Date of Award
Doctor of Philosophy (PhD)
Renewable Natural Resources
Jim L. Chambers
Root growth and its effects on water uptake and plant water relations of seedlings during the initial weeks after transplanting were studied. One-year old bare-root shortleaf pine seedlings were put into six different root zone environments defined by the factorial arrangement of two temperatures and three levels of soil water potential. Needle water potential and stomatal conductance were measured 28 days after planting. The next day, root system absorptive capacity was evaluated by forcing water at a constant hydrostatic pressure through detopped seedlings. The projected surface area of old and new roots was then measured. Also, the relative water content of each root system was determined. The experiments were repeated three times. Under the conditions of the study, about one-half of the variation in new root growth was accounted for by the root zone environment. The amount of root growth was affected by the interaction between root zone temperature and soil water potential. In the most favorable root environment, new roots made up about 20% of the mean total root system surface area after 29 days. Root relative water content had a minimum level associated with the presence of new roots; however, it was not highly correlated with the amount of root growth. The amount of new root surface area had a positive, linear relationship with absorptive capacity. Each 10 mm$\sp2$ of new root projected surface area improved absorptive capacity by about 5%. The amount of old root surface area did not influence absorptive capacity, probably because the experimental populations were restricted to a narrow range in initial root system size. The various measures of water status all improved with greater new root development. Under the conditions of these experiments, the water stress that was induced by transplanting was alleviated by the growth of approximately 500 to 550 mm$\sp2$ of new root projected surface area. Only among seedlings in the most favorable root zone environment did mean root growth exceed that amount.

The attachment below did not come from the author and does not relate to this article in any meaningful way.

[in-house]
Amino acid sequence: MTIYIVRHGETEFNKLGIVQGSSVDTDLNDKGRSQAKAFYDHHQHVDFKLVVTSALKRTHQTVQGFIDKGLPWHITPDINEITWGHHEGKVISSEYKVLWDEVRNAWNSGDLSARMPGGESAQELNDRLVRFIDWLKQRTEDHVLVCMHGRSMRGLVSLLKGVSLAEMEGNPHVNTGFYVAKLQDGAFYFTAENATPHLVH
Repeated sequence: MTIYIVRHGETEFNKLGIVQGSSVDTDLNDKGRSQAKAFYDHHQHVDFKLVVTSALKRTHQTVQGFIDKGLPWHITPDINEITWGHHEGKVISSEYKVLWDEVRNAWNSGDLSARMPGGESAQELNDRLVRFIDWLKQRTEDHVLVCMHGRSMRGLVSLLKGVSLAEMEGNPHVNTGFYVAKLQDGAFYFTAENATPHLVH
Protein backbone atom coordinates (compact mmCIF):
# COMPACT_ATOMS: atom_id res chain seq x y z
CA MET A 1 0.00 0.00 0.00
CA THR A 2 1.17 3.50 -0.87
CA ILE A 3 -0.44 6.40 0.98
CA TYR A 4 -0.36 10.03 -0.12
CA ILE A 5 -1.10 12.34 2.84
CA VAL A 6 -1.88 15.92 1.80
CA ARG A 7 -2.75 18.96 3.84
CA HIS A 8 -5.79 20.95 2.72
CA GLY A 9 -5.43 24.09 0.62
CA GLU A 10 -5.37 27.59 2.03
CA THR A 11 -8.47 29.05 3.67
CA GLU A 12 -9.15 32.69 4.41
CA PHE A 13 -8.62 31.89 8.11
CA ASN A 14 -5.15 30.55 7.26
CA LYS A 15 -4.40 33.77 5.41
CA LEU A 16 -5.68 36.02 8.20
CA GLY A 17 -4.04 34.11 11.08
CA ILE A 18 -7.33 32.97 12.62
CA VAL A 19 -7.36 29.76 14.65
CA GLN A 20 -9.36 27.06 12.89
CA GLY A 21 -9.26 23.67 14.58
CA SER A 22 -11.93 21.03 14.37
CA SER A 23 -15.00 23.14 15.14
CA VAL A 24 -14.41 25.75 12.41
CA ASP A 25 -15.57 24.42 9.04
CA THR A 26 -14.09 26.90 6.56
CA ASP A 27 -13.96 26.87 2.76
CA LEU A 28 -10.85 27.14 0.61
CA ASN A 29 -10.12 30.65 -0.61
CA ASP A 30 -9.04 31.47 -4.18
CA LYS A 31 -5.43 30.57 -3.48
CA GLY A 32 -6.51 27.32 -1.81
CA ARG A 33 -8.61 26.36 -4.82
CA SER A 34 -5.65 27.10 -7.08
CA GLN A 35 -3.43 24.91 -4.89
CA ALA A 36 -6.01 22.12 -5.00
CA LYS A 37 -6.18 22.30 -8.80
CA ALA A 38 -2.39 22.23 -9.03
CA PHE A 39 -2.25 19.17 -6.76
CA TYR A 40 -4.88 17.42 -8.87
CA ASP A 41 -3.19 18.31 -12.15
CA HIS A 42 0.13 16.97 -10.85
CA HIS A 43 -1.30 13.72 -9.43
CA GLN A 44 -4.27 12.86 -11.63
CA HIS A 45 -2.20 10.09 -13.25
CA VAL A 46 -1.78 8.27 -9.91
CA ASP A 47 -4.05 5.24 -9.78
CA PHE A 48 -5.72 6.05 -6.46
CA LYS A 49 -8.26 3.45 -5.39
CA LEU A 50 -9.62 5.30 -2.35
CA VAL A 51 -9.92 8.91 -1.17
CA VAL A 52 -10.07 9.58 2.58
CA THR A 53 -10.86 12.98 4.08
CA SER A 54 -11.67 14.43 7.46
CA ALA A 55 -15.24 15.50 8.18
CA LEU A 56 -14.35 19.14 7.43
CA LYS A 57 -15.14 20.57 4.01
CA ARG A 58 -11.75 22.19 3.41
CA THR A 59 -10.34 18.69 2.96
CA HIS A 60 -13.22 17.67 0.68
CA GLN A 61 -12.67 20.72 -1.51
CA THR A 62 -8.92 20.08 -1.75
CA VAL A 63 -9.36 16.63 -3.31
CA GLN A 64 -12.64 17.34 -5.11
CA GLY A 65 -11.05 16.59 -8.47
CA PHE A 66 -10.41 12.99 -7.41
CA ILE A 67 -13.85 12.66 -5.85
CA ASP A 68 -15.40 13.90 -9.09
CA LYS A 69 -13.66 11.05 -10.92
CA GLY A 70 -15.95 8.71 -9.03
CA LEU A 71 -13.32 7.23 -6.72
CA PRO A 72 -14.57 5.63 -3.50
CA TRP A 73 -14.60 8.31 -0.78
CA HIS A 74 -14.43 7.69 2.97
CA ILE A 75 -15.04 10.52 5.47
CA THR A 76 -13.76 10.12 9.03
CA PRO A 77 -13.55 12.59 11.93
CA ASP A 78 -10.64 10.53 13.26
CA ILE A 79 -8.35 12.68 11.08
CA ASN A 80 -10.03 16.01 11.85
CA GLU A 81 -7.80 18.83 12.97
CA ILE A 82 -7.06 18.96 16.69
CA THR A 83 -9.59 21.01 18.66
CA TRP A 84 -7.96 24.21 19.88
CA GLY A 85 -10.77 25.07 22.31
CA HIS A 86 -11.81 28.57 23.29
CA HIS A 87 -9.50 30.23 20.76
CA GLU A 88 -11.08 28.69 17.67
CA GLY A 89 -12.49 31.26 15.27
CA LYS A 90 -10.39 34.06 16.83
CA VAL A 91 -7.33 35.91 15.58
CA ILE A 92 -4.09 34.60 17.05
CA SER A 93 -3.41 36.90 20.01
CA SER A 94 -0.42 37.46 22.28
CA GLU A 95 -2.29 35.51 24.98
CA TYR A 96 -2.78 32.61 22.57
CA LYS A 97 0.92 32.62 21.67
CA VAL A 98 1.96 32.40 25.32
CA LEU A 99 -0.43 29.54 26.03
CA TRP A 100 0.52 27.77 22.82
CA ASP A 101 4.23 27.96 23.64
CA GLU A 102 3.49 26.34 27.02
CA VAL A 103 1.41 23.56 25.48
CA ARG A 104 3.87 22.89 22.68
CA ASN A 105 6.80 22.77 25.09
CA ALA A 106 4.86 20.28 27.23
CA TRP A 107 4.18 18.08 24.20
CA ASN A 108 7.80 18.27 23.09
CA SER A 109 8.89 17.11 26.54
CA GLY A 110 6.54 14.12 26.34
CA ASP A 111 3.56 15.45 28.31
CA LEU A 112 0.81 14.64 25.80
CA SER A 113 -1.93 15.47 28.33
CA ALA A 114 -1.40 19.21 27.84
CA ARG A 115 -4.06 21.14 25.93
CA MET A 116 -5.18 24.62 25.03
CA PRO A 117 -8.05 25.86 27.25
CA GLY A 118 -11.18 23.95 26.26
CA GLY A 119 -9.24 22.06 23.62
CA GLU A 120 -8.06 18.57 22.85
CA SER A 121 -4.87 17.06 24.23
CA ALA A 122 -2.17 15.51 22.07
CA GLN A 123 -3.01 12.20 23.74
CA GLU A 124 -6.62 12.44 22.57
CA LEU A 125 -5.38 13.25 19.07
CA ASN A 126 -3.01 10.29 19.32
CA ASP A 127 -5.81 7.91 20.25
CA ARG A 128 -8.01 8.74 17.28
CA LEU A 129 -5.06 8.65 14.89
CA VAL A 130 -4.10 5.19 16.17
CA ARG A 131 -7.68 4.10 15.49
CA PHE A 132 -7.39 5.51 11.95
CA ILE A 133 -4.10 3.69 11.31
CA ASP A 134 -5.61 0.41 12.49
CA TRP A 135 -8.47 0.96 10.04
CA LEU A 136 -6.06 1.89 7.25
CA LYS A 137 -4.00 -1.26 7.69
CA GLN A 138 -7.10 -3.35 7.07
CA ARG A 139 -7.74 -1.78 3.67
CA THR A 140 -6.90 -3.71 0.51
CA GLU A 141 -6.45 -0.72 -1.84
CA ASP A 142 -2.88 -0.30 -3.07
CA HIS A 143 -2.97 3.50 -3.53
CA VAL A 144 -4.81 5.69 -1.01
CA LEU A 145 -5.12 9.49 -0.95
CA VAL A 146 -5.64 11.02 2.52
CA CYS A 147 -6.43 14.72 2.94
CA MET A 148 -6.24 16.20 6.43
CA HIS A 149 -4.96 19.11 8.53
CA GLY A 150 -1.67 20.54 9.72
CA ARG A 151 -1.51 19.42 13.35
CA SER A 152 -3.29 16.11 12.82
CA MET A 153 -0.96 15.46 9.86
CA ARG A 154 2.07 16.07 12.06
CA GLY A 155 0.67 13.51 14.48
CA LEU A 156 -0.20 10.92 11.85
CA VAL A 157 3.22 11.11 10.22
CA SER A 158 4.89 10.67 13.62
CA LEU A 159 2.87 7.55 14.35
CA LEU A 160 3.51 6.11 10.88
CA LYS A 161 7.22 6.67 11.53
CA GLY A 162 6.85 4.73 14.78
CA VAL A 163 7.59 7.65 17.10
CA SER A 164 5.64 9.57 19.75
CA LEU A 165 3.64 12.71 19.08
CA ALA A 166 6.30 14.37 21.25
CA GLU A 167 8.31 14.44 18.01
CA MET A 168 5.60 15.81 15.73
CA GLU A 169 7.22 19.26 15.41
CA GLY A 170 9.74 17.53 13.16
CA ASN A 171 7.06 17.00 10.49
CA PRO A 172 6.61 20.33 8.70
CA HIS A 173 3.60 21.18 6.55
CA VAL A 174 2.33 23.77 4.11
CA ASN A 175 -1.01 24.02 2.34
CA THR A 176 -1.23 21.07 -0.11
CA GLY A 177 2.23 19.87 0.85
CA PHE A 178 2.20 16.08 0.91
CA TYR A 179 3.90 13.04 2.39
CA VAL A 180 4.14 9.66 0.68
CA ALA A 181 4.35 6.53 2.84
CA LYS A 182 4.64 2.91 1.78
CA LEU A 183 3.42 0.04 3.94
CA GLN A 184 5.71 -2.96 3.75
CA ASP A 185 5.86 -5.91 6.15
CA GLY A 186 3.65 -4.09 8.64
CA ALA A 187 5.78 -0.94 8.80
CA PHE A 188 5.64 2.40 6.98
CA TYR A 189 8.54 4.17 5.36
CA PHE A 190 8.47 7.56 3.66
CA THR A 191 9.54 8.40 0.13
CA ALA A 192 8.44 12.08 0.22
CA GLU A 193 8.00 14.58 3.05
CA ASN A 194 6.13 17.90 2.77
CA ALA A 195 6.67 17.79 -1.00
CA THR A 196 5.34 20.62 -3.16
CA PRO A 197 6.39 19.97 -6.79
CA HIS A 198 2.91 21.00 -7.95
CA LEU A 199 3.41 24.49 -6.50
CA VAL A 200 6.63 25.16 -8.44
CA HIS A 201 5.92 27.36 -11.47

Brissette, John Closs, "Root Growth, Root Function, and Water Relations of Shortleaf Pine (Pinus Echinata Mill.) Bare-Root Seedlings Transplanted Into Different Edaphic Environments." (1990). LSU Historical Dissertations and Theses. 4899.